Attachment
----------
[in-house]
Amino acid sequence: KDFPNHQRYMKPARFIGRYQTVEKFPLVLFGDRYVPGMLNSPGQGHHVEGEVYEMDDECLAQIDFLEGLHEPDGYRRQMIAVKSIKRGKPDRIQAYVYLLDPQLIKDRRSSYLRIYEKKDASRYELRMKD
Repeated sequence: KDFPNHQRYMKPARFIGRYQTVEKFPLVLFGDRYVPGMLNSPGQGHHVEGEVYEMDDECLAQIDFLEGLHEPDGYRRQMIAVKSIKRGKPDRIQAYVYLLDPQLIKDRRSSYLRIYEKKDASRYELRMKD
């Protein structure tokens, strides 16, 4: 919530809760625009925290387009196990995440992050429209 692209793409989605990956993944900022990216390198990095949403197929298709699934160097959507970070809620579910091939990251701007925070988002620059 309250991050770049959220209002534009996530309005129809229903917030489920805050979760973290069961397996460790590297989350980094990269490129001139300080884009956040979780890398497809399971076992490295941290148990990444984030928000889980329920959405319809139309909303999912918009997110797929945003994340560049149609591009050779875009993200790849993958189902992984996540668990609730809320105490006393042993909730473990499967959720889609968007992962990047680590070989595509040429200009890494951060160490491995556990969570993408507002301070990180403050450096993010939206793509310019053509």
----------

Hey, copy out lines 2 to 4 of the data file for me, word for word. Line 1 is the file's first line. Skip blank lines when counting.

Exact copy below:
Amino acid sequence: KDFPNHQRYMKPARFIGRYQTVEKFPLVLFGDRYVPGMLNSPGQGHHVEGEVYEMDDECLAQIDFLEGLHEPDGYRRQMIAVKSIKRGKPDRIQAYVYLLDPQLIKDRRSSYLRIYEKKDASRYELRMKD
Repeated sequence: KDFPNHQRYMKPARFIGRYQTVEKFPLVLFGDRYVPGMLNSPGQGHHVEGEVYEMDDECLAQIDFLEGLHEPDGYRRQMIAVKSIKRGKPDRIQAYVYLLDPQLIKDRRSSYLRIYEKKDASRYELRMKD
């Protein structure tokens, strides 16, 4: 919530809760625009925290387009196990995440992050429209 692209793409989605990956993944900022990216390198990095949403197929298709699934160097959507970070809620579910091939990251701007925070988002620059 309250991050770049959220209002534009996530309005129809229903917030489920805050979760973290069961397996460790590297989350980094990269490129001139300080884009956040979780890398497809399971076992490295941290148990990444984030928000889980329920959405319809139309909303999912918009997110797929945003994340560049149609591009050779875009993200790849993958189902992984996540668990609730809320105490006393042993909730473990499967959720889609968007992962990047680590070989595509040429200009890494951060160490491995556990969570993408507002301070990180403050450096993010939206793509310019053509």